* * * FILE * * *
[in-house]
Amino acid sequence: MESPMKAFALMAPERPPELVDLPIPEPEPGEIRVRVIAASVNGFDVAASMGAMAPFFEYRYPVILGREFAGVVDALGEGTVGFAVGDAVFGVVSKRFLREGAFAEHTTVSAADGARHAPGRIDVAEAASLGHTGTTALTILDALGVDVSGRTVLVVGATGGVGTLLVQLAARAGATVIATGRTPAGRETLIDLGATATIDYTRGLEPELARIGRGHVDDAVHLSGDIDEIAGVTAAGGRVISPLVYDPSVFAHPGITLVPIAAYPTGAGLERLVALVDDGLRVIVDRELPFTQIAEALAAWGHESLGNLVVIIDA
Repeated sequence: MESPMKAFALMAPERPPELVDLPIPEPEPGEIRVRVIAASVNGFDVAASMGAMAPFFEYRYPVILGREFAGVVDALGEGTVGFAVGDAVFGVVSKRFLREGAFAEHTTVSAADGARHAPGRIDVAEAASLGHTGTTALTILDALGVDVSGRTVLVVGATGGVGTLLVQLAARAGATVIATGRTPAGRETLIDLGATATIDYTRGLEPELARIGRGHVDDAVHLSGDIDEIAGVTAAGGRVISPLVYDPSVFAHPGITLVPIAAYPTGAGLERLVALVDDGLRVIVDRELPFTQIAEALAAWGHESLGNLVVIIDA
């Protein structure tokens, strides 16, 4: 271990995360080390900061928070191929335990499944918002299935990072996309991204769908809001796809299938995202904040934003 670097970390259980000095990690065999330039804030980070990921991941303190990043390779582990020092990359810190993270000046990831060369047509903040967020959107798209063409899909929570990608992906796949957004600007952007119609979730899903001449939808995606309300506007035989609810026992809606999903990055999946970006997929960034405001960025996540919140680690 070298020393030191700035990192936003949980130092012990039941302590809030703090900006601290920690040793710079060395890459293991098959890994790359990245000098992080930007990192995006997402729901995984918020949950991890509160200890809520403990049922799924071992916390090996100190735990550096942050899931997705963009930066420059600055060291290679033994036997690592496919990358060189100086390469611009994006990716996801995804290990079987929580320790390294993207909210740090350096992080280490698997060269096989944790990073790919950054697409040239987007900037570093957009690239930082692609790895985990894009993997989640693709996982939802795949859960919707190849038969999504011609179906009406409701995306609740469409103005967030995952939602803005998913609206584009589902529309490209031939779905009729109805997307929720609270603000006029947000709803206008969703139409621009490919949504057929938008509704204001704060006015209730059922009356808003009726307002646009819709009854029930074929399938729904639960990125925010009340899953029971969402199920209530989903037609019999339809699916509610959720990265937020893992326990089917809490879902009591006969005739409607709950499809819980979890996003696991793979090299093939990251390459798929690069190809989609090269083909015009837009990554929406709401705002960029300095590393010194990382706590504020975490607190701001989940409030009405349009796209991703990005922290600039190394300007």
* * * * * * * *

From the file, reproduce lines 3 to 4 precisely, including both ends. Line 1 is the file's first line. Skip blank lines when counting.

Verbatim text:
Repeated sequence: MESPMKAFALMAPERPPELVDLPIPEPEPGEIRVRVIAASVNGFDVAASMGAMAPFFEYRYPVILGREFAGVVDALGEGTVGFAVGDAVFGVVSKRFLREGAFAEHTTVSAADGARHAPGRIDVAEAASLGHTGTTALTILDALGVDVSGRTVLVVGATGGVGTLLVQLAARAGATVIATGRTPAGRETLIDLGATATIDYTRGLEPELARIGRGHVDDAVHLSGDIDEIAGVTAAGGRVISPLVYDPSVFAHPGITLVPIAAYPTGAGLERLVALVDDGLRVIVDRELPFTQIAEALAAWGHESLGNLVVIIDA
């Protein structure tokens, strides 16, 4: 271990995360080390900061928070191929335990499944918002299935990072996309991204769908809001796809299938995202904040934003 670097970390259980000095990690065999330039804030980070990921991941303190990043390779582990020092990359810190993270000046990831060369047509903040967020959107798209063409899909929570990608992906796949957004600007952007119609979730899903001449939808995606309300506007035989609810026992809606999903990055999946970006997929960034405001960025996540919140680690 070298020393030191700035990192936003949980130092012990039941302590809030703090900006601290920690040793710079060395890459293991098959890994790359990245000098992080930007990192995006997402729901995984918020949950991890509160200890809520403990049922799924071992916390090996100190735990550096942050899931997705963009930066420059600055060291290679033994036997690592496919990358060189100086390469611009994006990716996801995804290990079987929580320790390294993207909210740090350096992080280490698997060269096989944790990073790919950054697409040239987007900037570093957009690239930082692609790895985990894009993997989640693709996982939802795949859960919707190849038969999504011609179906009406409701995306609740469409103005967030995952939602803005998913609206584009589902529309490209031939779905009729109805997307929720609270603000006029947000709803206008969703139409621009490919949504057929938008509704204001704060006015209730059922009356808003009726307002646009819709009854029930074929399938729904639960990125925010009340899953029971969402199920209530989903037609019999339809699916509610959720990265937020893992326990089917809490879902009591006969005739409607709950499809819980979890996003696991793979090299093939990251390459798929690069190809989609090269083909015009837009990554929406709401705002960029300095590393010194990382706590504020975490607190701001989940409030009405349009796209991703990005922290600039190394300007």